Cragg Vale proudly claims to be the longest continual ascent in England. 968 feet of climbing in 5.5 miles. There is nothing steep, it is a classic long drag or as Magnus Backstedt would say ‘A big ring climb’ Though I didn’t use my big ring, despite an encouraging tailwind. But, it was possible to keep a nice steady speed, even at the steepest section halfway through.

Cragg vale

Even at its steepest, it never seems to go over 7%, so you can do the whole climb seated down. It’s a good ‘easy’ taster of long Alpine climbs. You can get into a good rhythm and enjoy the scenery. Someone has put helpful km markers, telling you have long you have left. Though for some reason, who ever put these helpful markers on the road, decided the top of the climb was after -0.5 km of downhill. It did seem to kind of diminish the ‘longest continual ascent in England’ tag.

Cragg Vale

Cragg Vale half way up

The climb was very popular, I both ascended and descended Cragg Vale and saw a lot of cyclists going up and down. I’m sure the Tour de France has encouraged more to try the climb – it is definitely worth a visit for any cyclist. At the top of Cragg Vale a strong wind was blowing, which made the descent to Ripponden almost as slow as the climb.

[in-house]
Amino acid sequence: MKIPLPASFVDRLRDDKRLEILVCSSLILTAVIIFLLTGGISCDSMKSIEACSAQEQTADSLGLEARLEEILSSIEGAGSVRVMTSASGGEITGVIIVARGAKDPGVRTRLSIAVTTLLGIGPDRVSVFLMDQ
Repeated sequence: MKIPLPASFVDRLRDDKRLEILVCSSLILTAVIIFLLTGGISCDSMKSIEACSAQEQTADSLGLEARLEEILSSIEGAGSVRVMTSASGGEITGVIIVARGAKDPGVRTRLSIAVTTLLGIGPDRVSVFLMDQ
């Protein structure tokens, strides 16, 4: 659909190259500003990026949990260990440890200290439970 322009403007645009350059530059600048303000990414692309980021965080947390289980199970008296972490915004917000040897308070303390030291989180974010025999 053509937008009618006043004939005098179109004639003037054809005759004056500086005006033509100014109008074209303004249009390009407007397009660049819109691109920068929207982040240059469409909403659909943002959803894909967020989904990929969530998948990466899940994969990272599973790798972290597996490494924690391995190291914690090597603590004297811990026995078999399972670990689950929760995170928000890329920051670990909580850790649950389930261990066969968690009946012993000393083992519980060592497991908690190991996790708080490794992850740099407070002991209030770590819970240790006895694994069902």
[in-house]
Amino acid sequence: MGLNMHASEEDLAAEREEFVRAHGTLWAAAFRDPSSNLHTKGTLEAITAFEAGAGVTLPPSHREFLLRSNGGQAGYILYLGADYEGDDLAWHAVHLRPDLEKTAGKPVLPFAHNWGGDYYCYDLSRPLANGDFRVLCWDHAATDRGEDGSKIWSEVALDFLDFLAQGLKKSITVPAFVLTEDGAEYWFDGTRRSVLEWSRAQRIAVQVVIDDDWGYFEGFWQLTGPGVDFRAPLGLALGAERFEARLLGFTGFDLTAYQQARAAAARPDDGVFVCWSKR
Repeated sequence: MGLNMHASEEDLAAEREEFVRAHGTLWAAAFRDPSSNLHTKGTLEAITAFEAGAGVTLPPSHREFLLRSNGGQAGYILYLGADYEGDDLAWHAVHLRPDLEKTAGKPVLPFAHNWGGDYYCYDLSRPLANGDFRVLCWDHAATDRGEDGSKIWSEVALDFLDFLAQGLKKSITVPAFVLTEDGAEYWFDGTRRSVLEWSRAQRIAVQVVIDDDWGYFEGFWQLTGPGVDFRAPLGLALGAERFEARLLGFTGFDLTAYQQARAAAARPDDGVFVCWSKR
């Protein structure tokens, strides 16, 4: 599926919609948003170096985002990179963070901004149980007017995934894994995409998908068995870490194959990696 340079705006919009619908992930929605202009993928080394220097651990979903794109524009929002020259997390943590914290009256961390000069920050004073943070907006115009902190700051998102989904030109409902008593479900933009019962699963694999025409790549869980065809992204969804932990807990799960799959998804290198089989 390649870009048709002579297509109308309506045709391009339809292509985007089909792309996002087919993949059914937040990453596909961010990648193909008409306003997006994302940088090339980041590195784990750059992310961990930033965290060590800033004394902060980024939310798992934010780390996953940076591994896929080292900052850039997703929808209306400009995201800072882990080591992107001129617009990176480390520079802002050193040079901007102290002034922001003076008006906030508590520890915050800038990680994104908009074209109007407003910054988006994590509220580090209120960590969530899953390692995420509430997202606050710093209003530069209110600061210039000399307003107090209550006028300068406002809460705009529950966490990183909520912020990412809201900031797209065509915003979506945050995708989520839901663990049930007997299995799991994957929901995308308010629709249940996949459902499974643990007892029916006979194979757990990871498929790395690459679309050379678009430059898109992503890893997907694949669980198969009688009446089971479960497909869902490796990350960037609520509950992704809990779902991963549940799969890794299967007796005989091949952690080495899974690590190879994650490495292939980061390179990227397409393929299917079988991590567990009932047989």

Continue Reading →

5

Training on the outdoor track

New York is always full of surprises. Here, in the middle of Queens, New York, there is the Kissena Velodrome. An outdoor concrete velodrome.  It’s a bit lumpy, but if you’re looking for a traffic free cycling environment, it is an oasis in the desert. When I went during the week, I often had the place to myself. A good opportunity for a few intervals and training.

wide-track

The velodrome

After a heavy few weeks of mileage in March. This last week has been much quieter. Just a few recovery rides around the track this week.

side-on-sun-wide

Training

Continue Reading →

5

Riding the 2014 TDF Stage 1

Ever since the Tour de France route was published a few months ago, I’ve been planning to ride the first stage as it includes some of my favourite roads in Yorkshire. 190km is a bit out of my comfort zone, but I wanted to see what it was like to do a full stage.

hawes-utd

Hawes United win the 2013 Wensleydale Cheese makers league – (and the Tour de France is coming to town)